Monthly Archives: August 2013

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The rest of Rome

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Category : Seeing the World

We booked the Vatican museum for our Saturday in Rome. Just one thing, a light day… Har-de-ha-ha. Seven kilometers plus of incredible works of art and at the end of it we still wanted to pop over to that basilica, you know, St Peter’s.

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One lovely bit of one of Raphael’s rooms of paintings.

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Seriously old art.

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Elena and Saint Elena.

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Mosaics! I’m inspired to break some plates.

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The dome of St Peter’s from below.

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St Peter’s Basilica. And lovely fountain spraying cold water at us.

We had no further capital P Plans for Rome but Luuk had an idea to go out to some lesser known ruins near the coast for a kind of leisurely Sunday day trip. Ostia Antica was the big port town, but the port was problematic and eventually abandoned (river changed course, everyone moved to Rome, etc.)

A couple thou years later, when we got there, the eftpos machine was broken. So I sun blocked the kids while Luuk trekked around (new)town for cash. THEN we went gallivanting around the ruins.

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Elena and Luuk in an old Basilica.

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It was incredible to walk among the remains of what was once a thriving town. Now, it’s a working excavation. They’re piecing things together and it’s fun to imagine what places once were. Felt like some kind of Indiana Jones type… Except for wrestling the push chair along the treacherous remains of a Roman road… tired arms.

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We took turns waiting with the buggy, and whichever kid slumbered within, while the other of us explored. Got very dusty and thirsty but avoided injury in the form of wasp stings or broken wheels. Found a cafe and museum (of some artifacts from the excavation) just in time for much-needed ice cream, bathroom and air-con break. Then back to Rome for pizza and sleep.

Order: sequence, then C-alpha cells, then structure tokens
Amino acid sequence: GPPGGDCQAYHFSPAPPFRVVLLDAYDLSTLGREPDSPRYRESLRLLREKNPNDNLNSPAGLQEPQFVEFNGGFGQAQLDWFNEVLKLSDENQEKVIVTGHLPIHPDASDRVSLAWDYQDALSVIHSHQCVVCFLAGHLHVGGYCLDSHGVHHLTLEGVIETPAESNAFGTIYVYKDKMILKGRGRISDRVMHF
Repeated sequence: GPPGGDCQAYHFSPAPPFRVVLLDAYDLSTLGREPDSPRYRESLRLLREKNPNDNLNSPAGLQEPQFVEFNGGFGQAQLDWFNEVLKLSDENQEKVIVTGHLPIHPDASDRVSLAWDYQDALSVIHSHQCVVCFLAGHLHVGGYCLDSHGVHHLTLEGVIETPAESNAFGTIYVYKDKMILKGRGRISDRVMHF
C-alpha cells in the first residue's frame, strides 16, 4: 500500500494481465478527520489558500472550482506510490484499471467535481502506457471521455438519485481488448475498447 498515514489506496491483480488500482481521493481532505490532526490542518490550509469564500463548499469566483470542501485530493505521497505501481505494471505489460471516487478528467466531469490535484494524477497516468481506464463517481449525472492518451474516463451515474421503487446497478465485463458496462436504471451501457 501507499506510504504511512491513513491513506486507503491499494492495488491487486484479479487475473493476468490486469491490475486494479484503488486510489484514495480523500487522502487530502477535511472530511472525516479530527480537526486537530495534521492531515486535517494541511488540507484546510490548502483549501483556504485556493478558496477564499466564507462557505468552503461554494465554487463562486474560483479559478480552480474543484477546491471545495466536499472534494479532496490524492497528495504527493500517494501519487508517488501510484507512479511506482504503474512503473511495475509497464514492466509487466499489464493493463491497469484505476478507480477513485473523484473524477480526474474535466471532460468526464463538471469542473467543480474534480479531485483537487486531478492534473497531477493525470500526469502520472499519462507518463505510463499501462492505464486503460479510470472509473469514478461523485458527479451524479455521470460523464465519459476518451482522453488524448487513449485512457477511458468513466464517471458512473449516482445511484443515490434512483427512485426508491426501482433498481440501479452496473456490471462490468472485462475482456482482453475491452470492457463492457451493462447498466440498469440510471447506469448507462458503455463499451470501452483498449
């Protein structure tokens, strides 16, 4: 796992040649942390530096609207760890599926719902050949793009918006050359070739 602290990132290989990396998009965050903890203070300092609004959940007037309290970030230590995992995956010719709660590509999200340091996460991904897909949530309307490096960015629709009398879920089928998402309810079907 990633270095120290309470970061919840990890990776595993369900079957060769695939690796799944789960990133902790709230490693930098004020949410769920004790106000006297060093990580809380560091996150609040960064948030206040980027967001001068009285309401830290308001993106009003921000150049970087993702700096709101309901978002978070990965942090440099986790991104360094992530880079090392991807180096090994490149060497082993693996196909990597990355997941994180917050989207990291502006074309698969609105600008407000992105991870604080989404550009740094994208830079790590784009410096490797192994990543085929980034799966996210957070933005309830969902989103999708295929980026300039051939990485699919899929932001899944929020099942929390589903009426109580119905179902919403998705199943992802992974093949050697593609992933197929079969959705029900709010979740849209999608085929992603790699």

Must say, kids are enjoying the food, all pizzas, pastas and daily doses go gelato. We’re walking so much I’m not concerned. Drinking a LOT of water.

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Tomatoes and basil are veggies, right?

We only meant to see the Pantheon on our last day, but then I discovered what the Pantheon actually is (a church) and decided to figure out what else was nearby.

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Inside the Pantheon. Very cool, and different from all the many many other impressive churches, and the largest unreinforced concrete dome there is. Anywhere.

We found piazza Navona nearby, which has a glorious fountain. Louis soaked himself before police came and cleared away the crowd of people doing the same. Most of the fountains are accessible but not the famous ones, I guess. There’s also an art market there and I found a gorgeous little watercolour of the usual, everyday and every other corner, Roman drinking fountain, which were a great delight (to Louis) and relief all week long. A week which was basically over. We returned to our apartment, though first to the gelato vendor downstairs, and the next day we were for Napoli!


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Rome: ruins, art and not quite ruined art

Category : Art , Seeing the World

There’s the colosseum, of course. But talk about the tip of the buried treasure. We pre-booked a ROMA Card (discounts and freebies, including public transport), which was a bit silly, turned out, as you can buy them all over the place. That first day we went round in circles quite a bit, actually, but we did visit the colosseum, found the Trevi fountain and went to bed feeling like we had saved our messy gong-show of a day.

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The Colossus itself.

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Under the floor, where they kept the beasts, and other prisoners.

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Trevi, Elena and me!

For thursday we had reserved entrance to the Borghese gallery, repository of Berninis and Caravaggios in abundance. This was stunning. The house holds the gallery of paintings and sculpture, including just jaw-dropping stuff and awesome ceilings too. Lucky for our art-fatigued kiddies, the grounds are also something of a marvel. We picnicked after an overpriced little ride on a vehicle resembling a train, then grabbed a coffee (standing at the bar… cheaper and requiring no patience from preschoolers) to fortify us for the afternoon.